Weather complaints, updates, and plenty of time to write a blog entry!
Normally I wouldn't have the time or energy to type a coherent entry but the weather has given me the opportunity to do so. Lancaster Farming, a weekly newspaper that we subsribe to, reported that as of June 13th Lancaster received 2.12 inches of rain; normal is 1.46. However, looking at year to date data, they were at 14.65 inches, more than one inch below this time last year. Normal year to date is 18.44. Now, I'm no meteorologist but I make a living that is weather dependent. This is no normal year so far. The rain and clouds have been unrelenting, slowing down the whole growing process. Last Saturday, we saw pockets of nickel sized hale in the region. A farmer friend in Kutztown said he had a foot of water flowing through his tomato field! I saw a bit of soil washed away from my fields as well. Frustrating to say the least but at least I have other growers to commiserate with!
Aside from our two local markets, we were invited to join the Plaza Growers Market at the foot of the PP&L building in Allentown on Wednesdays during lunch. I have a crew here at the farm picking and washing while I'm away but it's never the same as when the control monger (me) is here to oversee and help get the work done. Gas is expensive and it is a 100 mile round trip. So far, turnout has been disappointing, however I am optomistic that the market has real potential to grow so we are going to try to stick this one out and help promote the market.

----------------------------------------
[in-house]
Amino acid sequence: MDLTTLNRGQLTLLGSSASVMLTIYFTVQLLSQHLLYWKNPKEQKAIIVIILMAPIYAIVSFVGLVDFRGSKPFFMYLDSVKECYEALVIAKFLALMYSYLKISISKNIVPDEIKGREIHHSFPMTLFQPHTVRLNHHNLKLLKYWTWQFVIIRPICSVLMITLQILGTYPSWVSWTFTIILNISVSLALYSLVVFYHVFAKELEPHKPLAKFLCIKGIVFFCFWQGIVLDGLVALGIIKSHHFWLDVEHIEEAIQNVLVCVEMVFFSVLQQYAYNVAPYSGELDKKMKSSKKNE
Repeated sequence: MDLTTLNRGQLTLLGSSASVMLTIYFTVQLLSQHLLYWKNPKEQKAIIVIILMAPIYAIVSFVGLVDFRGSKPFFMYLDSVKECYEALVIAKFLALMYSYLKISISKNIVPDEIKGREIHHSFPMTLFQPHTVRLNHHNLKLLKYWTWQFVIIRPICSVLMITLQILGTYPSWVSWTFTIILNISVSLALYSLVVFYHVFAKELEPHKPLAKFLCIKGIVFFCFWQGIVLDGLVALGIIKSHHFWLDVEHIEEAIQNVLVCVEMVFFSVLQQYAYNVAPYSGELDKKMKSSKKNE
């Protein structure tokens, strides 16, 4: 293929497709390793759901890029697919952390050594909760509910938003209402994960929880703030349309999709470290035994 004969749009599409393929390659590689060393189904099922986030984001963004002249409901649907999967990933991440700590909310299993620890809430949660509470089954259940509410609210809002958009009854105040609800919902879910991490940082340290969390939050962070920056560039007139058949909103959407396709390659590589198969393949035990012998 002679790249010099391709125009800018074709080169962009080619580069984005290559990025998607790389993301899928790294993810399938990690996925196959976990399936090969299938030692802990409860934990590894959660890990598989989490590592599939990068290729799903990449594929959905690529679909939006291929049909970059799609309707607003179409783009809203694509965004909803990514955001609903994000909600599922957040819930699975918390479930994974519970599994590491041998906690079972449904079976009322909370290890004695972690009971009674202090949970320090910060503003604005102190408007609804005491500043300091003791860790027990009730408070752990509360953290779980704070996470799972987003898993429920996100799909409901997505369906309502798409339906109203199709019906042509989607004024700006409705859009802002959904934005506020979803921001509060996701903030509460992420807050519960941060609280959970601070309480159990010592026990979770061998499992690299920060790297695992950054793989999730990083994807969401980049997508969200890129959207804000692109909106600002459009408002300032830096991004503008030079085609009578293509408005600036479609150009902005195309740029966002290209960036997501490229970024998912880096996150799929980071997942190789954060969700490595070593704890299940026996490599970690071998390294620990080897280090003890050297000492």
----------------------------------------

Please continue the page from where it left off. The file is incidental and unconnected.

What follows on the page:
Currently, we are harvesting over 15 different varieties of veggies: kale (2), head lettuce (4), peas (2), garlic scapes, lettuce mixes (2), parsley, radishes (2), chard (3), pac choi, and tatsoi. In the weeks to come look for the following items to hit the table: summer cabbages, collards, beets and carrots, fava beans, green beans, and several herbs.
July will bring garlic, tomatoes, peppers, eggplant, cucumbers, summer squash, beets, carrots, herbs, cut flowers, wax and bush beans, and all kinds of summer salad lettuce and mixes.
We tested some strawberries this year and liked the results we got. Yields could have been better but we are confident enough that we've ordered a few thousand plants to get in the ground in mid-late July. Our hope is that we'll have lots available next June!
A big "thank you" goes out to all those who help here in the fields. Some are family and others are friends but all are part of this endeavor to grow the freshest, healthiest food around. Thanks to all of our loyal CSA members and customers who keep us going. It is encouraging to know we are supported by those who not only are concerned about their food origins but simply want good food.